Sober Tips for the Holidays

Family - holidays
Photo by skynesher/

With the world as crazy as it has been, I expect the holiday season to be pretty much the same. Keeping this in mind, we have decided to republish our holiday tips for having a safe and sober holiday season. With an increase in stress connected to family and financial matters, the holidays can be one of the most stressful time of the year.

This stress is compounded for those in recovery. Spending time with family tends to reopen old wounds, whether it is things the recovered addict did to the family or situations that happened within the family which contributed in some way to substance abuse in the family. Coupled with the fact that drinking seems to be a common way people cope with the holiday season, holidays can quickly become a recipe for disaster.

Following are some tips to make sure you have the best possible holiday season:

  1. Since family tension is likely higher, you should stick with safe topics. Try to steer conversations away from any topics that may cause contention or open old wounds. Likewise, if another family member starts bringing up the past, keep calm, and navigate the conversation back to safe topics. It may be challenging; however, it is most important to remain calm. You may need to remind others you don’t want to cause any upset and don’t want to talk about it at this time.
  1. Spend time with your family and stay away from other holiday parties. For the most part, your family understands your situation and will support your recovery, so spend time with them. It may also be a good step in repairing the relationships with them to share the holidays with them since you have probably missed some in the past.
  1. If you do end up at a party where people are drinking alcohol, it helps to keep a non-alcoholic beverage in your hand. This will deter others from offering you a drink (likely an alcoholic one). If you choose to tell them you are refraining from alcoholic beverages, that is your choice but keeping something in your hand gives you to option to say what you want and not feel put on the spot.
  1. Which brings us to don’t be afraid of saying you are in recovery. Nowadays, almost everyone knows someone who is in recovery or needs help. People are usually very supportive of not pushing those in recovery to drink. Remember it is your choice to remain sober and that is something to be proud of, not ashamed of.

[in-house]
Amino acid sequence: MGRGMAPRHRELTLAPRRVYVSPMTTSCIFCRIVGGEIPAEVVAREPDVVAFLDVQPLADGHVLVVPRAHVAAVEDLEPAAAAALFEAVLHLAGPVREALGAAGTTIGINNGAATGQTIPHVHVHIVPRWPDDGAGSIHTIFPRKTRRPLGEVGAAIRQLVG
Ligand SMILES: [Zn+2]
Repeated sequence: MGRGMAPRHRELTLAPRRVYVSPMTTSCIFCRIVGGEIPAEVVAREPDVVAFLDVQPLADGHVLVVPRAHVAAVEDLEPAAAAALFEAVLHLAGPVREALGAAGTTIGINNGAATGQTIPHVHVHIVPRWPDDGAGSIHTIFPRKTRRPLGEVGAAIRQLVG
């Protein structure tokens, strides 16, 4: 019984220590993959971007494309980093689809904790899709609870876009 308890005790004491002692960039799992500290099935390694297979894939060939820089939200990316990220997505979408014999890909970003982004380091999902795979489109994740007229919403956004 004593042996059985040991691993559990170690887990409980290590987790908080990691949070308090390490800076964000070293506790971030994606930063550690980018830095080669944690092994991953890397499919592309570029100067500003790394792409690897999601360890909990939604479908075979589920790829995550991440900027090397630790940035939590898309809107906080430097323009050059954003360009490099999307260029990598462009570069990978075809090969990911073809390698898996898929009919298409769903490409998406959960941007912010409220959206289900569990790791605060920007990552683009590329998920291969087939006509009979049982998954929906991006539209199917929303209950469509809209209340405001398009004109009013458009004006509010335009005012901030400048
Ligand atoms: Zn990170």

1. Stay away from anyone who is using. In the event you run into someone who is actively using drugs or drinking alcohol, do not hang out with them. It may seem harsh, but your sobriety takes precedence. The same goes for anyone who tries and nags you into drinking with them.
  1. Keep your integrity. You know better than anyone what your triggers are. Do not take the chance to seem strong or test yourself. It is not worth the risk.
  1. Bring a sober buddy. This may not be an option in all cases but having someone who can be supportive can be a huge help. If this is an option for you, we highly recommend it.
  1. Be completely abstinent, and do not make allowances for yourself. While one beer, one spiked eggnog or one toast of champagne to bring in the new year might seem like no big deal, it can open the door to a road you don’t want to go down. It is best to remain completely sober.
  1. Don’t be afraid to take time for yourself. If you find yourself craving or stressed, step away from the festivities and get some space. This does not mean disappearing as doing so would worry your family. Tell someone in your family you need a few minutes and go somewhere safe. Take some time to get out of your head and focus on different things and do not dwell in past failures and mistakes.
  1. Celebrate your recovery. While this list can seem somewhat gloomy, remember to be proud of how far you have come. This is a time for your family to see you at your best. Be proud of yourself and have a good time but be safe while you are doing it.

I hope this finds everyone well. We wish you a wonderful holiday season. If you run into trouble, do not hesitate to call us. We are always here to help. 



Aaron has been writing drug education articles and documenting the success of the Narconon program for over two years.